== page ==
I use a single large Delta pannier – no longer available in the UK, an american copy of Ortlieb in a way – but I prefer the simpler attachment and welded waterproof outer lid to the Ortlieb Roller. I take all my office clothes, wash bag and towel, lunch, and valuables in this, and bring them all home again. Getting it wet and muddy is not issue because it is completely waterproof and wipeable; and in any case, I stay on tarmac and avoid the worst weather for my 3 days a week cycle commuting (17 miles each way). I also use an Altura Arran handlebar bag for tools, lights, lock, rain jacket, mini pump, works pass etc, which I also take off the bike at destination. This is not waterproof, so I keep everthing in a carrier bag inside, but I like the volume and Klickfix quick release attachement of this model. When I (rarely) cycle tour, I add in another smaller Delta pannier on the other side – together enough for a few days in Youth Hostels or B&B.

  4. Jim

    I use a combination of Ortlieb panniers on the rear of my LHT and on the front of my Surly Straggler, using them for different situations. And now I am trying a Revelate Designs Pika saddle bag for some of my daily commute chores. Each system has its advantages. Would like to try some Carradice gear but have to much invested in my current kit. Great site thanks Jim

  5. StephenP

    I like the saddlebag option due to the symmetric load distribution. Have also used the Carradice briefcase type bag which is much better shaped for commuting, but suffers from the load symmetry problem, and is nearer to water kicked up from the road. I guess much of it depends how much you feel you need to carry back and forth. I often feel I need to ship my work laptop back and forth, which possibly says more about my work life balance.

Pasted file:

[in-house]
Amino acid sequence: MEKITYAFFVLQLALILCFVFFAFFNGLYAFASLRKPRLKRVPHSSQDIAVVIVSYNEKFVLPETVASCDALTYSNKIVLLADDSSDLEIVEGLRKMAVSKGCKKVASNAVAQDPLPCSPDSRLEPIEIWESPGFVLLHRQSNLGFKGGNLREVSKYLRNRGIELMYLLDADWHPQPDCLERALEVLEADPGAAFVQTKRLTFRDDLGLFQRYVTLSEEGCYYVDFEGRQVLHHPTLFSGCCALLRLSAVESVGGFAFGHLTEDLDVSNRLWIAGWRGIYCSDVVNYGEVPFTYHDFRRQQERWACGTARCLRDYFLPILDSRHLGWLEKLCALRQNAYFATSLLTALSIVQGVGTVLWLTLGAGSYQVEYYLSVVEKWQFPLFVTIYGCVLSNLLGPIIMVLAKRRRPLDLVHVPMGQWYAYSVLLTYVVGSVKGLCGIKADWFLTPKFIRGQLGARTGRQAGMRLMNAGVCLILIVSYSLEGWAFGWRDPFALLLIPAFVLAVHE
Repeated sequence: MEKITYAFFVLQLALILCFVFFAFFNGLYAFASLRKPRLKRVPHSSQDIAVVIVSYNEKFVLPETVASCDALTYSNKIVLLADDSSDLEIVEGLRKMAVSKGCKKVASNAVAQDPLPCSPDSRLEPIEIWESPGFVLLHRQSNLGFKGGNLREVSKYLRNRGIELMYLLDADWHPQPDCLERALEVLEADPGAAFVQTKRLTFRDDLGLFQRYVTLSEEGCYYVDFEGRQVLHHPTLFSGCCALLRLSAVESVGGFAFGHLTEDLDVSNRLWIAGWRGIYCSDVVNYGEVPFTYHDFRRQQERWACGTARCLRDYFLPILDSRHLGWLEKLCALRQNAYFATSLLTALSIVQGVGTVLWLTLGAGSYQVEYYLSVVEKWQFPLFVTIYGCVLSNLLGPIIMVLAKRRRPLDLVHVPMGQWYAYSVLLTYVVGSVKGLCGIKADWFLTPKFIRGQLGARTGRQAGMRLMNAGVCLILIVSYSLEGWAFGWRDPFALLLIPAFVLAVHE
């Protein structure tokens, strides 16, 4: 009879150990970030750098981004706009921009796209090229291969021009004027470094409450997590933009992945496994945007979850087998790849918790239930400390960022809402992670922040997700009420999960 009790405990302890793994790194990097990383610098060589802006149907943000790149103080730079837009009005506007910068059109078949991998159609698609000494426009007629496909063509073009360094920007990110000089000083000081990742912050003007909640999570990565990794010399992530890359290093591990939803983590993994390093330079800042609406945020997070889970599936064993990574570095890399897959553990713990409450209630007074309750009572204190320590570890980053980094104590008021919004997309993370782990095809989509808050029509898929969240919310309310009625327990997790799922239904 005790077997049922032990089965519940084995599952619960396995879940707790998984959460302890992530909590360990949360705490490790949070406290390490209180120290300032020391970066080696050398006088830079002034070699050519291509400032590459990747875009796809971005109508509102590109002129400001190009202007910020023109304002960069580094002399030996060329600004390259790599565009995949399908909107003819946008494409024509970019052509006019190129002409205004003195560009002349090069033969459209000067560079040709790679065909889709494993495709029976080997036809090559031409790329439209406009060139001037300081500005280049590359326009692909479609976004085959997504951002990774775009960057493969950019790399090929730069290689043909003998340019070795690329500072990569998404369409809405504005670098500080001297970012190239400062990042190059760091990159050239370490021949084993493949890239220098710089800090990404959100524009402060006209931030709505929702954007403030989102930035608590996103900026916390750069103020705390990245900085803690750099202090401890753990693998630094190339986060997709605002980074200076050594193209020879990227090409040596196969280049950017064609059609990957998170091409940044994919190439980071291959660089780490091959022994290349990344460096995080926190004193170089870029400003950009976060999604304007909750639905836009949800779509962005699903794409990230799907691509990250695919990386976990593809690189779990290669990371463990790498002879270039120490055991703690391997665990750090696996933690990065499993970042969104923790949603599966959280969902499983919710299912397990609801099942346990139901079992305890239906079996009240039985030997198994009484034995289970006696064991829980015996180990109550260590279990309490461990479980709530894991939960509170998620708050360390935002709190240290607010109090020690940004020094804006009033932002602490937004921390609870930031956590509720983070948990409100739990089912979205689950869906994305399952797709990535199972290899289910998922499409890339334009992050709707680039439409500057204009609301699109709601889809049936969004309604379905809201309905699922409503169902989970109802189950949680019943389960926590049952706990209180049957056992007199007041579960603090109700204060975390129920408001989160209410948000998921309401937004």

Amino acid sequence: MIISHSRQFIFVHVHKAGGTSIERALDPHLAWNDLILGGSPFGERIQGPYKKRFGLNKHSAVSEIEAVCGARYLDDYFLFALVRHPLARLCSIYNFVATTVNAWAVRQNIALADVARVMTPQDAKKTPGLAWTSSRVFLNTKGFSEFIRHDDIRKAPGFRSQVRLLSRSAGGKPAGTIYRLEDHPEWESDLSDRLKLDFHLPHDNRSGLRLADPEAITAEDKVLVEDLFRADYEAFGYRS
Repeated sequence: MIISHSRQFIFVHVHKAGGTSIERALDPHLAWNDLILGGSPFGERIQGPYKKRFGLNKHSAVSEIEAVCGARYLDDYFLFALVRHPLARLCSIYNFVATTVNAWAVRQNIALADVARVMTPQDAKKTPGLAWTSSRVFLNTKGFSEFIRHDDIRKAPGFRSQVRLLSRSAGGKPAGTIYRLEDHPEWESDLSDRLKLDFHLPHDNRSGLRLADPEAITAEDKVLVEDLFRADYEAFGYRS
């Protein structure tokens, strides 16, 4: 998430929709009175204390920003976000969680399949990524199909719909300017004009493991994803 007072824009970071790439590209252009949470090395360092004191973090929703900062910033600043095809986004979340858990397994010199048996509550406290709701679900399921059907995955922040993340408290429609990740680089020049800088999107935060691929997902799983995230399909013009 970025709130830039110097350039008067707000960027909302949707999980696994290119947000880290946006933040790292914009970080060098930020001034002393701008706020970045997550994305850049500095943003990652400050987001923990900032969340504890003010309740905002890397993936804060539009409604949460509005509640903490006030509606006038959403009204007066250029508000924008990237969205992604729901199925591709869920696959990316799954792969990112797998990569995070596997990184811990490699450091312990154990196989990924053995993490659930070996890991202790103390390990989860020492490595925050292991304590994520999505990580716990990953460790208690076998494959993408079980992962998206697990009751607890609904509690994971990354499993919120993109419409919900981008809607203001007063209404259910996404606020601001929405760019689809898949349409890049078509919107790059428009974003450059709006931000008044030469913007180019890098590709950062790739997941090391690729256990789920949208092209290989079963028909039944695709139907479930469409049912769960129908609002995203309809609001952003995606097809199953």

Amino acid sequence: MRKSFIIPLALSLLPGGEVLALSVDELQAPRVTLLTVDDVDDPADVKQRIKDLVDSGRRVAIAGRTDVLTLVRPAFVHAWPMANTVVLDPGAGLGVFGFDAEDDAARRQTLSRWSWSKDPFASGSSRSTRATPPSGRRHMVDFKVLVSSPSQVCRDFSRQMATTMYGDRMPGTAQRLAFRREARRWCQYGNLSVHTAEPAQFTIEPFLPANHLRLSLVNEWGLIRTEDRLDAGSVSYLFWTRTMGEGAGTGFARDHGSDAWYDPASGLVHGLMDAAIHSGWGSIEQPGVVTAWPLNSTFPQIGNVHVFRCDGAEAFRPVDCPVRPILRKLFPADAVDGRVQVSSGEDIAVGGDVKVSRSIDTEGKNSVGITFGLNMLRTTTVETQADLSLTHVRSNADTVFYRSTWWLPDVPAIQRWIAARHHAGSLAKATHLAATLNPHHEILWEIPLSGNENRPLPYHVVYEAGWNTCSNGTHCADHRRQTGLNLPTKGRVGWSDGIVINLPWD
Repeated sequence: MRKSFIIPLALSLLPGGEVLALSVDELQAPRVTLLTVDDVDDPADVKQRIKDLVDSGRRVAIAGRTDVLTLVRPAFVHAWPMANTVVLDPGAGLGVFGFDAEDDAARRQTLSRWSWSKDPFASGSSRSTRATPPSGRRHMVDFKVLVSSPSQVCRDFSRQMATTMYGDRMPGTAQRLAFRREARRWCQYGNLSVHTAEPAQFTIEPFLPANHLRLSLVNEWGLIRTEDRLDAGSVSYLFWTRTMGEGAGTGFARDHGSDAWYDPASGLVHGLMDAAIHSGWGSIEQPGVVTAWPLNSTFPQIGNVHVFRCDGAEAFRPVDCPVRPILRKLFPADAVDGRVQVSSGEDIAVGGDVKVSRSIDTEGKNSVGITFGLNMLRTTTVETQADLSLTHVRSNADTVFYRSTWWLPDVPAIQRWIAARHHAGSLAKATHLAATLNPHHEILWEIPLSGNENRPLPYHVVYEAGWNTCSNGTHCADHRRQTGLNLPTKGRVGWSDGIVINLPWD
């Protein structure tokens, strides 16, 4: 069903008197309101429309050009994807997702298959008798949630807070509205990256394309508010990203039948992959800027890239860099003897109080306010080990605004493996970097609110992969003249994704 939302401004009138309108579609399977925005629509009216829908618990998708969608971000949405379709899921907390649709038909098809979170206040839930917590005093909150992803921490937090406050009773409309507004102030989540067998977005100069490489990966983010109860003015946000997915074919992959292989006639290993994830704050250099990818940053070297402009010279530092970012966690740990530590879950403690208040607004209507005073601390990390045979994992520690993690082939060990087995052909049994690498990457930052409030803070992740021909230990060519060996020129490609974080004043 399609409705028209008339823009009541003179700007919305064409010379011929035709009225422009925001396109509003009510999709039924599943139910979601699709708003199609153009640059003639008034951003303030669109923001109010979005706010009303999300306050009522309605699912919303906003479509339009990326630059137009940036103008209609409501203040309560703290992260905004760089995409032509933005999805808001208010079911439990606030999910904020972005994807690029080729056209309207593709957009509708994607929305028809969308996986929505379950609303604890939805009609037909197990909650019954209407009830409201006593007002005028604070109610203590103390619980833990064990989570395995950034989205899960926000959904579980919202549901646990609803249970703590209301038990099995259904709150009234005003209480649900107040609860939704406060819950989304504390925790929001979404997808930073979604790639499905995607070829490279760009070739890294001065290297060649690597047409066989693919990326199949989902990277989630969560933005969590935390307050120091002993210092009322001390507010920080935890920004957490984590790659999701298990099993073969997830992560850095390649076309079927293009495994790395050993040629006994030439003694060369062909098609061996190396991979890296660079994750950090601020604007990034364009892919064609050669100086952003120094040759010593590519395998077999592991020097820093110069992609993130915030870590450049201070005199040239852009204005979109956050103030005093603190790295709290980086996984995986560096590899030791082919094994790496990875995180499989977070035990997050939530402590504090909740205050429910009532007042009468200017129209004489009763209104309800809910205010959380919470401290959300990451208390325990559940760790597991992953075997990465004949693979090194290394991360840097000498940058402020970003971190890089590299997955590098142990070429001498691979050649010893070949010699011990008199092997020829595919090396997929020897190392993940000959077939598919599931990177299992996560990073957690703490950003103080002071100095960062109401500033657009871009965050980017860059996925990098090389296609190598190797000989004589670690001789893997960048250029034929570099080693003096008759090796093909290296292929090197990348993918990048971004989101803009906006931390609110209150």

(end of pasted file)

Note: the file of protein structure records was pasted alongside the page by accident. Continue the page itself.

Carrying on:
6. mitchj68

    I have a milk crate bolted to a pack-rack on the back of my daily commuter. It easily takes my back pack, tool bag & lock. If I need to get a few things on my way home, I wear the back pack & put stuff in the crate. Works fine for me. ( Rain isn’t usually much of an issue in my part of Australia!). There’s a picture of it here-

    https://mybikesmj.wordpress.com/2016/03/14/time-for-a-change/

    It’s probably a bit daggy, but I really like the old mixte’s, & it is a really comfortable bike to ride to work everyday (& I’m too old to worry about how “cool” I look anyway!).

    1. theeverydaycyclist

      I love mixte bikes. One day when my hip loses a few more degrees of movement it will be my bike of choice. Milk crates and baskets are cool!

  7. James

    I have never found a problem with pannier asymmetry. I use one pannier to commute to work because 2 would be too awkward to carry around the plant. I put the pannier on the nearside – the opposite side to all the hardware of the drive train (nb: bikes are not symmetrical anyway), and despite Chris Juden’s warnings in the CTC Magazine, I have never noticed any asymmetric wear on the tyres in 30,000 miles of commuting on tarmac.

    1. George

      Well yes agreed. I cycled in with a single pannier today and only really notice the asymmetry when propping up the bike againt walls etc. I think the weight of the pannier is so low (and close to the tyres “pivot point”) that only a small imperceptible weight shift of your upper body is needed to balence it. When cycling you are adjusting your balence all the time against uneven ground, sidewinds, cornering forces etc so the asymetic pannier load is just lost in the noise…

  8. Peter Merchant - you might have guessed.

    1. A rattle is friction is wear. I hate rattles too.

    2. A few years ago I bought from Lidl a bag that looked like a fabric briefcase, but had two hooks on the back that clip on to my carrier. A bungee cord to hold it close and it has worked well for years.